Suffolk Mandarin Dame Lin Homer to leave Whitehall post
PUBLISHED: 16:30 11 January 2016
Suffolk-based Whitehall Mandarin Lin Homer is to leave her job as chief executive of Her Majesty’s Revenue and Customs – the announcement coming less than a month after she became a Dame in the New Year’s Honours.
Dame Lin is a former chief executive of Suffolk County Council – and was the first appointment to the top job to come from outside the county’s administration.
The HMRC has announced she is to stand down from her role in April and the search for her successor has begun. Her move comes after the HMRC regularly came under fire from MPs over the way it has dealt with public complaints.
Dame Lin said: “After ten years as a Chief Executive and Permanent Secretary in the Civil Service, the start of the next Spending Review period seemed to be a sensible time to move on.
“It has been a privilege to have been with HMRC during a period when the improved performance of the Department has been increasingly recognised and we have the full backing of Ministers for our future plans.
“HMRC is a critical organisation which does vital things – to collect the revenues to pay for public services, support families with targeted financial support and facilitate trade for UK businesses.”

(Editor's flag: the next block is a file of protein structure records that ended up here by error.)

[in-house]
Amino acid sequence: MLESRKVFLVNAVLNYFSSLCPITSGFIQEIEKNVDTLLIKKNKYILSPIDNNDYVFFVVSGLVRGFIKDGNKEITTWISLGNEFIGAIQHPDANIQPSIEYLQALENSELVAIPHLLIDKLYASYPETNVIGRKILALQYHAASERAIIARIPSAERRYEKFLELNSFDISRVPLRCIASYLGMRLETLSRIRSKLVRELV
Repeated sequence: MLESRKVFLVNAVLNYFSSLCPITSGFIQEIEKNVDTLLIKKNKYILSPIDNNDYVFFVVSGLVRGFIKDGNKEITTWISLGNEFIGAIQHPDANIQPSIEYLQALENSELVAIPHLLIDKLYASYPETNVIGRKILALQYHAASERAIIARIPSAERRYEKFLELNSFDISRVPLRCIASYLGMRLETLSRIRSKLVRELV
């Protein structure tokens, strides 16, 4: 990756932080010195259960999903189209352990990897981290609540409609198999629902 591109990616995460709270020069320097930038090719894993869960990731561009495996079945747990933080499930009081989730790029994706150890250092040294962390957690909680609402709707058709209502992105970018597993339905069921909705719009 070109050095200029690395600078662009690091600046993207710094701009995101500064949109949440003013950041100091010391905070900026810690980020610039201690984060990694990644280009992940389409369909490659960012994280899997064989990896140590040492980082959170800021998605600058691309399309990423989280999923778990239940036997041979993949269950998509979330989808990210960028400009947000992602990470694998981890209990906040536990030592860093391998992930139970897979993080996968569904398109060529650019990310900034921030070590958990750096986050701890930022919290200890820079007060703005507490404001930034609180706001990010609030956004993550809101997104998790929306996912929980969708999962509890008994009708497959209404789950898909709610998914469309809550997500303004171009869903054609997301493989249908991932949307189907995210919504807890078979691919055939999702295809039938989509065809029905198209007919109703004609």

When her honour was announced at the end of December, Dame Lin told us: “I have had lots of fun, and some frustrations, but that is the nature of things.”
She has made it clear she is not seeking another role in Whitehall after she leaves HMRC.
Chancellor of the Exchequer George Osborne said: “Lin Homer has made a real contribution to public service modernisation and transformation.
“She has put the foundations in place that will see HMRC become one of the most digitally-advanced tax authorities in the world.”
Before she took over at HMRC in 2012, Dame Lin had been in charge of the UK Border Agency and Permanent Secretary at the Department for Transport.
She had faced a scathing attack by MPs for her “catastrophic leadership failure” when she was in charge of the UK Border Agency.
And after she became head of Britain’s tax office she was forced to defend the department after securing only one prosecution from a list of 6,800 UK-related secret Swiss bank accounts provided in 2010 by French authorities.
Dame Lin’s home is in south Suffolk and she spends as much time as possible in the county – including visits to Portman Road.